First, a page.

Being a curious person, in 25 January 2005 I have become one of the first 100 Romanians on LinkedIn and one of the early LinkedIn adopters. I remember that for the first two years the dynamic of membership growth among my co-nationals was almost zero. Only after Facebook penetrated and changed the social behavior, LinkedIn started to take its share. I was glad about this, as I saw the value of LinkedIn from day one, and this value could not exist without a large enough membership base.
Whilst there are many LinkedIn trainings on the market that are mostly teaching you “how to” skills, I thought that I could share with you my top 10 things that I have learned during these 10 years of LinkedIn membership:
- Investing time and care into LinkedIn pays off. And I am not saying to invest time and care only in activities meant to “decorate” your profile, or “share” and “like” activities, but to really digging in or contributing into knowledge creation. This means working, of course. However, the benefits for your career, your business, your sales results, your recruitment work or your reputation are immensely leveraged by this live and well-structured social network platform.
- People do not connect on LinkedIn. Only profiles of people connect on LinkedIn, as people connects in real life. No connection I have thought I have made on LinkedIn became real until I had a physical contact, either voice or face to face. A real connection on LinkedIn means that you can put a social value on it, and this social value is derived not from the position of the person in his/her company, but from the interests you share and the value that you both can create from your relationship.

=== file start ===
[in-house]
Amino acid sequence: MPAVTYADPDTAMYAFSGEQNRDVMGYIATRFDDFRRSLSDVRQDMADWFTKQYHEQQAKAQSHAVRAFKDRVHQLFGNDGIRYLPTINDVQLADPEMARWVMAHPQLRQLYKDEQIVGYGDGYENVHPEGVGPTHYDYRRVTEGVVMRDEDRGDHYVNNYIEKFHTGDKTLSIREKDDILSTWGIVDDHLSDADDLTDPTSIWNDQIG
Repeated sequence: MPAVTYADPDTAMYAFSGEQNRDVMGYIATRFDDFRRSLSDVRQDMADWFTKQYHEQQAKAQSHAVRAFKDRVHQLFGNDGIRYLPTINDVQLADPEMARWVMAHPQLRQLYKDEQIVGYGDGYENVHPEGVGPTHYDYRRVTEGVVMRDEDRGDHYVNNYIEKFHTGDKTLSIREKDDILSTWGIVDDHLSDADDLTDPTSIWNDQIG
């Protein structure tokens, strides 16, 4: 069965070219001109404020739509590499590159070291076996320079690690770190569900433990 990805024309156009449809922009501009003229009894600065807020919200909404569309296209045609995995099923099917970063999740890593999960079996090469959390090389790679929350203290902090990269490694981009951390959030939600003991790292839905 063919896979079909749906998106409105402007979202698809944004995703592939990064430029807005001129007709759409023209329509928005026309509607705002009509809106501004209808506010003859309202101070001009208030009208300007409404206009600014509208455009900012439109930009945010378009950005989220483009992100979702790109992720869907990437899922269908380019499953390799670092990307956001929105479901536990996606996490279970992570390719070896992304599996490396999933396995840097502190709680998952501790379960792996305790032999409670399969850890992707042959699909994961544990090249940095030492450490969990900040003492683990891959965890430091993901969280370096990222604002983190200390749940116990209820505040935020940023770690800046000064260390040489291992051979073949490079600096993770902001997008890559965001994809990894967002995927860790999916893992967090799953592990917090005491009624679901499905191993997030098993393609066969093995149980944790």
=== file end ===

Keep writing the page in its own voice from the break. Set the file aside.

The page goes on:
- Keeping pace with the LinkedIn platform evolution helps your professional evolution. LinkedIn is a smart tool made for professionals. I have followed and tried during time almost all features of LinkedIn, some of them being already retired like for example LinkedIn Answers. Trying all these features challenged my skills, by trying to give the best of me in my contribution, by designing and nurturing groups that serve other professionals and myself, and, not lastly, challenged my self-awareness by making me to reflect constantly to my achievements when I present myself into my profile.
- Just having a profile on LinkedIn and some groups’ memberships does not mean you are “present” on LinkedIn. Being active on LinkedIn means that you are present. What does it mean to be active on LinkedIn? To check it daily, at least in weekdays (except holidays, of course), to like, share, recommend, endorse, ask, contribute, publish, document yourself, build and manage groups, and not the last,